Originally Posted by Ewok
Originally Posted by Ghost
You don't have to assume anything. The code says avoid obstacles and people ahead of you. That includes all obstacles and people ahed of you; it doesn't say avoid obstacles and people ahead of you except for little kids that are obscured from view because they are behind other people also ahead of you. As long as you can avoid the kid in the vid, you're good. I'm just suggesting that if you assume blind spots contain skiers, it's easier to do.
By this train of thought all other aspects of the code are irrelevent, so why do they exist?
Beyond the scope of the kid starting off behind the dad, if a stationary skier, stopped in a safe place on the trail, pulls out onto a run without looking uphill to yeild to the traffic flow, how are the uphill skiers, planning to avoid the stationary skier, supposed to read the mind of the stationary skier to avoid the possible collision? If you are taking a break on the side or in the middle of the run, in a safe visible spot, do you look uphill before continuing the run?
Excellent point. Why do the other aspects of the Code exist?
After 32 pages it's fairly clear that most people only focus on rule 2) People ahead of you have the right of way. It is your responsibility to avoid them. It's also clear that many people still use "downhill" in that rule.
4) clearly states that "when starting downhill look uphill and yield to others". That means that the downhill person actually yields to the uphill person coming down. No exclusive rights just because you are downhill.
Originally Posted by SrfaceHoar
Think about it, the kid was hit when he was maybe three feet from the dad. In addition, the snowboard actually hit the dad's skis when he plowed into the kid. This does not constitute starting downhill. Snowboarder should have never been that close and was not able to stop or avoid.
In my book, they were "starting downhill". I mean the Dad is not moving! The kid just started moving. How does that have nothing to do with "starting downhill"? - Tog
Please consult a dictionary for "start" or "starting". If you can justify your statement with a dictionary I would be very surprised, but give it a shot.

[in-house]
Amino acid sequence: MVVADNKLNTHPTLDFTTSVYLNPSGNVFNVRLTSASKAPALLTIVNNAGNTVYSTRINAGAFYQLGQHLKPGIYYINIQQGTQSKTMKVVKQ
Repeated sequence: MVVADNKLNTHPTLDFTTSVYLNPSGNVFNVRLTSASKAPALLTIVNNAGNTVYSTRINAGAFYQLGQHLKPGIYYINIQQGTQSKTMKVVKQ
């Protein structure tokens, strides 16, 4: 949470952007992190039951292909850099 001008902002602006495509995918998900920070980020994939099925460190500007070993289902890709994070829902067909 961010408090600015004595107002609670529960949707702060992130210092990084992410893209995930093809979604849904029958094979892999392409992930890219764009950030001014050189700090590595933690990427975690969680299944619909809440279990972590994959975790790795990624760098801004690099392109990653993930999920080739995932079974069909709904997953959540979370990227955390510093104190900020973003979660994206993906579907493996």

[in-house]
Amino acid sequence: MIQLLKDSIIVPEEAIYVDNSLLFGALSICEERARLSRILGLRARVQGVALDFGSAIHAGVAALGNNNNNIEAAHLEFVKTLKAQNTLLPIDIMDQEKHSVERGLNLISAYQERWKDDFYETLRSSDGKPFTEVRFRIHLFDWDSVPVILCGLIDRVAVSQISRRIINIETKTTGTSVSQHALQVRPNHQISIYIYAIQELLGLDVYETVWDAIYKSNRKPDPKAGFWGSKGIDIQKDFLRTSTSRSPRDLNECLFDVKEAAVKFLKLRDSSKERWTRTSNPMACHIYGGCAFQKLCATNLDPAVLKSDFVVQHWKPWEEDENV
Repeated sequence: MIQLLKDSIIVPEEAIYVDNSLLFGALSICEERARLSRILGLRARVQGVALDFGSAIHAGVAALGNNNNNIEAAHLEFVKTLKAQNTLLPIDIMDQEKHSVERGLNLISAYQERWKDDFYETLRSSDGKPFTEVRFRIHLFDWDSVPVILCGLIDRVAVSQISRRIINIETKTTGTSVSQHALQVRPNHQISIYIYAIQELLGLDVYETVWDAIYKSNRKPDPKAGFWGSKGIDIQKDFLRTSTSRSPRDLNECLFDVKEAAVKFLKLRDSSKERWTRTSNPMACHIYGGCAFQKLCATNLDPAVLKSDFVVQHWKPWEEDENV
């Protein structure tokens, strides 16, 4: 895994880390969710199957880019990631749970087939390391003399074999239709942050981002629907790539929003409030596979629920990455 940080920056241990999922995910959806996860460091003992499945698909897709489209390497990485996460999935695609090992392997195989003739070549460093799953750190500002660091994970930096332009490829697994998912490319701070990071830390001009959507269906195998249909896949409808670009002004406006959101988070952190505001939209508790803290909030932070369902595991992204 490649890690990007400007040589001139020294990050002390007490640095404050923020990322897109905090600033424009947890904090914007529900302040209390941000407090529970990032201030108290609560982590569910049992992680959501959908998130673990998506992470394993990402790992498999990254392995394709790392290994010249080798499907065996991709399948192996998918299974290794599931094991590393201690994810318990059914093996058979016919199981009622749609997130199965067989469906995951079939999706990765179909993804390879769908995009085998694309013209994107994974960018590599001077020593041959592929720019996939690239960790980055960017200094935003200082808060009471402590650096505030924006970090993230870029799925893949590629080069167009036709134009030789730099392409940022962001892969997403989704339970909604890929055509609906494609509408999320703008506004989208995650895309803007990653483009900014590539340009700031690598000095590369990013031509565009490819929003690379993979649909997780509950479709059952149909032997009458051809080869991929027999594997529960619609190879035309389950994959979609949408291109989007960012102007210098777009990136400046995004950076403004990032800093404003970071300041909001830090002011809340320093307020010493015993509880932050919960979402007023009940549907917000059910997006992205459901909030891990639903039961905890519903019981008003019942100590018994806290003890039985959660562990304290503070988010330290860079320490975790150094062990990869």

Of course it constitutes "starting downhill". You're going to have to do more explaining to show how a kid going from near dead stop to moving does not constitute "starting downhill". It's too late when the kid is 3 feet away. That's why the Code says 4) Whenever starting downhill or merging into a trail, look uphill and yield to others. It's also just common sense to look uphill to see if anyone's coming. This trail is a freakin' highway for everyone. There are constantly people coming down. To expect no one to be coming is just naive or willfull disregard of the situation.
The snowboarder did not come out of the blue with no one else around. I still say if the snowboarder hadn't deflected the girl, the girl would have hit the kid most likely or very narrowly missed him.
Put it this way.
Whether he was obliged to or not, if Dad had followed 4) Whenever starting downhill or merging into a trail, look uphill and yield to others. His son would not have gotten hit by that boarder. So what you're really arguing is whether he was obliged to follow 4) or not. Why not just do it??
Let me put it another way.
I'd love to hear you explain to the kid's Mom why Dad did not follow 4) and look uphill.
I'll give you snowboarder should not have been that close.
Filling a three foot gap is still the issue. The boarder should have never been that close and neither should anyone else. You act like you are inviting someone to fill the gap if you make or create one.
Nowhere did I say you can't stop in the middle of a trail. I agree, sometimes it's better to stop there, and it's almost always worse to stand all the way at the edge unless you're behind a tree. Inevitably, if you leave 4 feet of space from you to the trees, someone will go for the gap. -Tog
Let's be clear here. I'm not talking about the video in that statement, I'm talking about being on trails in general. You're right though, when I said " if you leave 4 feet of space from you to the trees, someone will go for the gap", I was saying you are inviting someone to fill the gap. I never said they had a right to or you're in the wrong for creating that gap. That is just what happens. I've seen it too many times. People skiing down the edge of the trail, you leave even 3 feet and they'll go for it. It's dangerous, so be aware of it. That's all I'm saying.
Originally Posted by Ghost
Given their speed, starting from a dead stop, it really isn't that hard to avoid stationary skiers no matter what they do, unless you are skiing within three feet of them. Don'\t do that!
"Starting from a dead stop". That would certainly invoke rule 4) Whenever starting downhill or merging into a trail, look uphill and yield to others.
Did Dad look? No. Was the boarder at fault, yes. Solely at fault is another thing.
Originally Posted by Skierish
Originally Posted by Tog
...I guess Dad got the kid shot...
And the Boarder shot him...after first gunning down an innocent little girl minding her own business, of course.
The boarder merely deflected the girl, she was not injured.
As for the other. Again, explain to the kid's Mom how Dad was so Safety Conscious that her son got injured.
Edited by Tog - 12/10/13 at 5:42pm